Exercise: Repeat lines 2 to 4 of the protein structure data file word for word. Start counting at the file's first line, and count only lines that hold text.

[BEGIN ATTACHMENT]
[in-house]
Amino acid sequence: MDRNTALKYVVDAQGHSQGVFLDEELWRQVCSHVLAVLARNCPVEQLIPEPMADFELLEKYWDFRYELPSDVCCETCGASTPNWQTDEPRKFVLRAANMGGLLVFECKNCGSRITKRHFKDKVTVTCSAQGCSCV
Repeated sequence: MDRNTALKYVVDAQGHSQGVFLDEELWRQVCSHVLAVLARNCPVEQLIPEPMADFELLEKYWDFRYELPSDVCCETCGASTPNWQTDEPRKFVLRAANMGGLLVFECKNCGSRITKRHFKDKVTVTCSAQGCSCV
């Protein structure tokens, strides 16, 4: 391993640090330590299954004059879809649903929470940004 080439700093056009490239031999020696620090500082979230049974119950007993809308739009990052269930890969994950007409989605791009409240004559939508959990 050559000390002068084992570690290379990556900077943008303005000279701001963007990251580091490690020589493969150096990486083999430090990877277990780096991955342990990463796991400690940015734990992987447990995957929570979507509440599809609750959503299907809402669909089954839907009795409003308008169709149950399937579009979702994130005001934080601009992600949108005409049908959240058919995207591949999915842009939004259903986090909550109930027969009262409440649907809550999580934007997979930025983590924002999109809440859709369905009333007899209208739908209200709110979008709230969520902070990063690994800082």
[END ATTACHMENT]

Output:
Amino acid sequence: MDRNTALKYVVDAQGHSQGVFLDEELWRQVCSHVLAVLARNCPVEQLIPEPMADFELLEKYWDFRYELPSDVCCETCGASTPNWQTDEPRKFVLRAANMGGLLVFECKNCGSRITKRHFKDKVTVTCSAQGCSCV
Repeated sequence: MDRNTALKYVVDAQGHSQGVFLDEELWRQVCSHVLAVLARNCPVEQLIPEPMADFELLEKYWDFRYELPSDVCCETCGASTPNWQTDEPRKFVLRAANMGGLLVFECKNCGSRITKRHFKDKVTVTCSAQGCSCV
């Protein structure tokens, strides 16, 4: 391993640090330590299954004059879809649903929470940004 080439700093056009490239031999020696620090500082979230049974119950007993809308739009990052269930890969994950007409989605791009409240004559939508959990 050559000390002068084992570690290379990556900077943008303005000279701001963007990251580091490690020589493969150096990486083999430090990877277990780096991955342990990463796991400690940015734990992987447990995957929570979507509440599809609750959503299907809402669909089954839907009795409003308008169709149950399937579009979702994130005001934080601009992600949108005409049908959240058919995207591949999915842009939004259903986090909550109930027969009262409440649907809550999580934007997979930025983590924002999109809440859709369905009333007899209208739908209200709110979008709230969520902070990063690994800082």